Doom Resurrection is aptly named, the archetypal shooter having risen from the grave for the iPhone and iPod touch. The thing is, though, when the dead return, they never come back the same.
You know the story: future, Mars, research facility, teleportation experiments, hell unleashed. Mayhem ensues as you, the sole surviving marine, attempt to thwart the evil and escape, killing anything that moves along the way.
The game itself is clearly derived from Doom 3, the 2004 re-imagining of the PC franchise. Remade again for a handheld experience, Doom Resurrection is visually stunning. The textures, the models and the lighting all are superb, as are the sound effects. Doom Resurrection made me forget I was playing a game on a phone or a media player. The detailed graphics are something I would expect to see on a PlayStation Portable, and yet the frame rates are fluid on my iPhone 3G.
However, unlike the PSP, the lack of physical controls on Apple’s devices has condensed Doom Resurrection, too. At 80MB and eight levels of play, there is still plenty of game, but it’s a different kind of play.
The biggest change is the control scheme with the accelerometer being used to look and aim by tilting the device. It’s a responsive, well-designed implementation, as is the solution for player-controlled movement: eliminating it. A “shooter on rails” has been the pejorative refrain from critics describing the lack of free roaming in Doom Resurrection. Instead, the player is moved along a set path through the levels, pausing for combat and story exposition, the latter playing out in IM chat bubbles — voiceovers, please!
The UI is built around the core of the Doom franchise: shooting things. Up to three weapons can be cycled through, most of which need reloading. Ammunition, as well as health packs, are scattered and hidden on the levels. Touching them on the screen picks them up, but since movement is guided, they can be easily missed.
Besides shooting, there are three other actions the player can take during the game. On the first few levels, fat zombies will attempt to grapple and bite. Shaking the device pushes them off.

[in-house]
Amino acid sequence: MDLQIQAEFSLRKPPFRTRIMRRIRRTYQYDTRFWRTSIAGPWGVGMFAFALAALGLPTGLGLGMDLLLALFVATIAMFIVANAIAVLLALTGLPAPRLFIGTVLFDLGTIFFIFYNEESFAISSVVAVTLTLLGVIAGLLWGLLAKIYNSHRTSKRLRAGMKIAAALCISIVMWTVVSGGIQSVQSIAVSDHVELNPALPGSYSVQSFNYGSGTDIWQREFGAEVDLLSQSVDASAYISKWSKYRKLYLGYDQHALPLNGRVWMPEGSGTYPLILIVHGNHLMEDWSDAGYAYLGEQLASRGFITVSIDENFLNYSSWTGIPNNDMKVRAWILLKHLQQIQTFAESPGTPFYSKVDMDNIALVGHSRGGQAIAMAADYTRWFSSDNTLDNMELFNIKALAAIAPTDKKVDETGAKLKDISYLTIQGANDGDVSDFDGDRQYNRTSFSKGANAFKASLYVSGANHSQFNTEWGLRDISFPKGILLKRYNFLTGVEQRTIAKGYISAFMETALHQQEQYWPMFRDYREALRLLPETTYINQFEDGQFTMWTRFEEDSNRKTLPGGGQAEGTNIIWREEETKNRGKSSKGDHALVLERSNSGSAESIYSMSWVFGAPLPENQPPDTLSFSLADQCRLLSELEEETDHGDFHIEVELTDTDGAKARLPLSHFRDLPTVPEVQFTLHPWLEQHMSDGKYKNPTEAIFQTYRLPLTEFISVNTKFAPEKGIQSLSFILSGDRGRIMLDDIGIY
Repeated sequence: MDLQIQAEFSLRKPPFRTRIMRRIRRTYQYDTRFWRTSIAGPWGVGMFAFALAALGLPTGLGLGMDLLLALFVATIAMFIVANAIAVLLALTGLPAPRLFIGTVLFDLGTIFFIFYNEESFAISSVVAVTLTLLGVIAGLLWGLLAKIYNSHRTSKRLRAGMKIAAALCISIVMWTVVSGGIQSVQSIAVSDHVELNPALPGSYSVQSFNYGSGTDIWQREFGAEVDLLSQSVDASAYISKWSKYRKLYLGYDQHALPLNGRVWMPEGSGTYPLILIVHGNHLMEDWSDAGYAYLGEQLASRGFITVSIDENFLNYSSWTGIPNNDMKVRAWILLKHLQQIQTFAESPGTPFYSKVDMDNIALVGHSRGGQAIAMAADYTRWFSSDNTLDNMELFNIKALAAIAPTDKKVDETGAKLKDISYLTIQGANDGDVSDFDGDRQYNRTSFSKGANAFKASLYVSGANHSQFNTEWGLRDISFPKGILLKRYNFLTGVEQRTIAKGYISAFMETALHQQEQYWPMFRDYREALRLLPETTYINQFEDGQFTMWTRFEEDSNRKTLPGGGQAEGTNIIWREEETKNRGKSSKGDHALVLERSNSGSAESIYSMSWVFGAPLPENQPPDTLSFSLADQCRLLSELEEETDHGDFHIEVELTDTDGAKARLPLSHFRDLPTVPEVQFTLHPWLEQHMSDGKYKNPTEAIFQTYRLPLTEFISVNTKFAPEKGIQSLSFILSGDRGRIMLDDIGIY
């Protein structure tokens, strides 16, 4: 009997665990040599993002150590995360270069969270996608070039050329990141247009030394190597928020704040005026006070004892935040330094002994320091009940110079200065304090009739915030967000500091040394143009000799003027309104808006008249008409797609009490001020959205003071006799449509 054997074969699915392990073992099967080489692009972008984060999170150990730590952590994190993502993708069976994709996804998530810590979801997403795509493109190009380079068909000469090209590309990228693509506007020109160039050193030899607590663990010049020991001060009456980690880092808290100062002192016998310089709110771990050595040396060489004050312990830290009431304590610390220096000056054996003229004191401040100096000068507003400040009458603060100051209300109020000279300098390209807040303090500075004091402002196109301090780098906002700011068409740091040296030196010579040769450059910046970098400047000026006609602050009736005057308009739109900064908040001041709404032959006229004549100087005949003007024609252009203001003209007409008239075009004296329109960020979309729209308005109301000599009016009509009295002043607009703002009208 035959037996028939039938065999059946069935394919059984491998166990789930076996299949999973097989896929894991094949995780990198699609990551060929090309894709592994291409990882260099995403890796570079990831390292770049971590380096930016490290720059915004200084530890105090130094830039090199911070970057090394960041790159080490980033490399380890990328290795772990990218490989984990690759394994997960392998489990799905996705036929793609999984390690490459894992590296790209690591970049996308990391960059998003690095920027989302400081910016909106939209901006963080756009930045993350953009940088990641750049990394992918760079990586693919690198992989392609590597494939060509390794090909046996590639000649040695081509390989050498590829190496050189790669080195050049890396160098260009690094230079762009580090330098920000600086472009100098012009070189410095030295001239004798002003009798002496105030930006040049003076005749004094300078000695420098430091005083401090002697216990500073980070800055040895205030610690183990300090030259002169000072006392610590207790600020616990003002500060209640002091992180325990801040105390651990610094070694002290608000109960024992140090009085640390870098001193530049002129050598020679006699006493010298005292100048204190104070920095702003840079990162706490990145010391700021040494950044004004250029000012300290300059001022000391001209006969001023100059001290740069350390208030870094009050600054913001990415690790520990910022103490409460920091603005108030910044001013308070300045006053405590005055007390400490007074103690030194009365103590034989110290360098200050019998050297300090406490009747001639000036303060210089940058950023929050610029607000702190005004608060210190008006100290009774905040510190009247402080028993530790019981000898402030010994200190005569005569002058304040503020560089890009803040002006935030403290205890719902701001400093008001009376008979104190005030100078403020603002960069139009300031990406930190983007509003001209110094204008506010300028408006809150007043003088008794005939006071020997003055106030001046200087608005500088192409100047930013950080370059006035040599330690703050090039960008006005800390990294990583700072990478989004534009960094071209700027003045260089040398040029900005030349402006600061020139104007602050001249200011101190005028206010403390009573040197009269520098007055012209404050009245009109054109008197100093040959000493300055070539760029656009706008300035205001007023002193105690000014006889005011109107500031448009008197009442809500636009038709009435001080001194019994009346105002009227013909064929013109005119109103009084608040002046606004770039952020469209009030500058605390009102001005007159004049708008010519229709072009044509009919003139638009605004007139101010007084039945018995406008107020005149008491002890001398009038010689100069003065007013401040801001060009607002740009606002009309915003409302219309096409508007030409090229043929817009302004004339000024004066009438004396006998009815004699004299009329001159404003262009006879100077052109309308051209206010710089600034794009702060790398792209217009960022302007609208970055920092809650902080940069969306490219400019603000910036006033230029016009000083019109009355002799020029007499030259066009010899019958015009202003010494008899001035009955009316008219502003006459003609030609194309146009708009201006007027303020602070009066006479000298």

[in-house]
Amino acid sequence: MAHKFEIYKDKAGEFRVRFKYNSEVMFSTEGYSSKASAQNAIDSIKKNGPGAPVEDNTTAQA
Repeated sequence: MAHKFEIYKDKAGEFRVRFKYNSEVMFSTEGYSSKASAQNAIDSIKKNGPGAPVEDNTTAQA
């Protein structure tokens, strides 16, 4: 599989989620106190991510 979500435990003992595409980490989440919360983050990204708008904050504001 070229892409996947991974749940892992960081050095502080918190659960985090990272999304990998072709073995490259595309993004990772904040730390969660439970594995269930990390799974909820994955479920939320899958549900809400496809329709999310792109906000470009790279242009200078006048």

Dodging missile attacks like fireballs is accomplished by using the special move button located on the bottom, opposite the fire button. Timing is everything, and it’s best to learn early. Dodging is used throughout the game, as is cover.
Some enemies will stand off and shoot at you. In that situation, by toggling cover you can hide behind objects and avoid damage.
Whether behind cover or not, a yellow hexagon will appear as enemies fire. That shrinking hexagon represents enemy accuracy, and when it turns red you’ll start taking damage if you are out in the open.
Overall, the control scheme is great for a multitouch device. The question then becomes whether the game itself is worth playing, not to mention paying $9.99.
Play begins with acclimation to the control scheme and introducing the story that continues throughout the game. While some exposition can be skipped, other dialogue has to be tapped through, annoyingly even on replay. The story and dialogue could be better, too. One character, a little plot device robot that follows you, makes sounds in lieu of speech. Does a game that’s based upon blowing bodies apart with a shotgun really need a cutsie R2-D2 knockoff?
The repetition of the storytelling is a small annoyance; a larger one is the repetition of the killing. Sadly, there is no random spawning of monsters. The game is exactly the same, regardless of difficulty setting, and that would be the third disappointment. The four levels of difficulty are based upon how much damage attacks inflict. One other complaint would be that only a single saved game is allowed. Still, the complaints on play are small, and the praise deservedly big.
The first time through, around three hours at moderate difficulty, was a riot. The lack of roaming was never missed, the near-constant combat keeping me fully engaged. It’s not just point and shoot, either.
Nicely migrated from the franchise is the need to match weapon to foe. There are eight seven weapons: assault rife, shotgun, double-barrel shotgun, chainsaw, chaingun, plasma rifle, and, of course, the BFG. In my opinion, the assault rifle is a concession to the casual gamer, what with an infinite ammo supply, but the rest require judicious use of supplies.
The best firing solution is short bursts when possible. If not, switching weapons often takes less time than reloading. Frantically reloading while an unspeakable evil charges down a hallway is another hallmark of Doom. Resist the Pavlovian urge to reload after every kill, as there is often an immediate follow-up attack.
Of course, bosses require an entirely different approach: biggest weapon to smallest, full auto, keep shooting. The exception is the BFG. That weapon requires holding the fire button down as long as possible, releasing a correspondingly large plasma discharge. I love the BFG, and I love Doom Resurrection.
Summing Up: Gold Award
Doom Resurrection is bloody fun, if you swing that way. For those that do, but worry over a “rails” ride, Doom Resurrection is “rails” like a roller coaster. For those wary of repetitious play, the replay value is in the perfect level as scored at the end. New features will diversify play with future updates like leaderboards, downloadable content and cooperative multiplayer, but even without new play, Doom Resurrection is golden.
Doom Resurrection is the best game to date for the iPhone and iPod touch. Seriously, it is, and if $9.99 seems like a lot, it’s really not, not for a game that can compete with content on dedicated handhelds like the PSP. The big brains at id Software have done it by creating the next evolutionary leap in casual gaming, and it has teeth like razor blades.